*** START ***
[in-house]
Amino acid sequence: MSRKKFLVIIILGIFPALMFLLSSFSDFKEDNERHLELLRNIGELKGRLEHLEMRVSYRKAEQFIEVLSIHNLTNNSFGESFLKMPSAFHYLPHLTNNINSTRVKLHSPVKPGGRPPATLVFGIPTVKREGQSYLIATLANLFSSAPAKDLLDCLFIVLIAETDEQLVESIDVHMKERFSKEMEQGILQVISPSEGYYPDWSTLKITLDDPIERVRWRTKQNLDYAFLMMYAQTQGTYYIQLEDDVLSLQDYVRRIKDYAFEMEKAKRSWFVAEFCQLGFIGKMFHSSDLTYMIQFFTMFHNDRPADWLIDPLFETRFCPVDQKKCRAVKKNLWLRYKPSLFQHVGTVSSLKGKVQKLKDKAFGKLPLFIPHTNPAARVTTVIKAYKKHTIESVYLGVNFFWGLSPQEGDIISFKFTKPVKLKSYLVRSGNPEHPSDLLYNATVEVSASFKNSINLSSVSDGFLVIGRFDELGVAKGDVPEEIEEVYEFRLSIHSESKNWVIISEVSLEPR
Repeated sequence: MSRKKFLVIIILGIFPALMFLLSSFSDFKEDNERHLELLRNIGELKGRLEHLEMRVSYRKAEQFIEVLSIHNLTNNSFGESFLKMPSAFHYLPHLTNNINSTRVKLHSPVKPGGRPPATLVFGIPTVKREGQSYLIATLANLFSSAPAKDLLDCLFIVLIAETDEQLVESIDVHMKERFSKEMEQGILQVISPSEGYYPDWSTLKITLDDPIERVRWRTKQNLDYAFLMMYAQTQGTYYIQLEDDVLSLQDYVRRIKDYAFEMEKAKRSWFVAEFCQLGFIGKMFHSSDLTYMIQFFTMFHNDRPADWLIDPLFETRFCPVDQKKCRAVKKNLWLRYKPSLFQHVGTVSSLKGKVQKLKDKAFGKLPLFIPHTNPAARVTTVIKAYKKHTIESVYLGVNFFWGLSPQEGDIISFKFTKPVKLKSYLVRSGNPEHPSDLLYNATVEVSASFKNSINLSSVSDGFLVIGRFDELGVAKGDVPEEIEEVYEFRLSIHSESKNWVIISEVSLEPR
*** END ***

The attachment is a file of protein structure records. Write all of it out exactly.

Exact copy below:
[in-house]
Amino acid sequence: MSRKKFLVIIILGIFPALMFLLSSFSDFKEDNERHLELLRNIGELKGRLEHLEMRVSYRKAEQFIEVLSIHNLTNNSFGESFLKMPSAFHYLPHLTNNINSTRVKLHSPVKPGGRPPATLVFGIPTVKREGQSYLIATLANLFSSAPAKDLLDCLFIVLIAETDEQLVESIDVHMKERFSKEMEQGILQVISPSEGYYPDWSTLKITLDDPIERVRWRTKQNLDYAFLMMYAQTQGTYYIQLEDDVLSLQDYVRRIKDYAFEMEKAKRSWFVAEFCQLGFIGKMFHSSDLTYMIQFFTMFHNDRPADWLIDPLFETRFCPVDQKKCRAVKKNLWLRYKPSLFQHVGTVSSLKGKVQKLKDKAFGKLPLFIPHTNPAARVTTVIKAYKKHTIESVYLGVNFFWGLSPQEGDIISFKFTKPVKLKSYLVRSGNPEHPSDLLYNATVEVSASFKNSINLSSVSDGFLVIGRFDELGVAKGDVPEEIEEVYEFRLSIHSESKNWVIISEVSLEPR
Repeated sequence: MSRKKFLVIIILGIFPALMFLLSSFSDFKEDNERHLELLRNIGELKGRLEHLEMRVSYRKAEQFIEVLSIHNLTNNSFGESFLKMPSAFHYLPHLTNNINSTRVKLHSPVKPGGRPPATLVFGIPTVKREGQSYLIATLANLFSSAPAKDLLDCLFIVLIAETDEQLVESIDVHMKERFSKEMEQGILQVISPSEGYYPDWSTLKITLDDPIERVRWRTKQNLDYAFLMMYAQTQGTYYIQLEDDVLSLQDYVRRIKDYAFEMEKAKRSWFVAEFCQLGFIGKMFHSSDLTYMIQFFTMFHNDRPADWLIDPLFETRFCPVDQKKCRAVKKNLWLRYKPSLFQHVGTVSSLKGKVQKLKDKAFGKLPLFIPHTNPAARVTTVIKAYKKHTIESVYLGVNFFWGLSPQEGDIISFKFTKPVKLKSYLVRSGNPEHPSDLLYNATVEVSASFKNSINLSSVSDGFLVIGRFDELGVAKGDVPEEIEEVYEFRLSIHSESKNWVIISEVSLEPR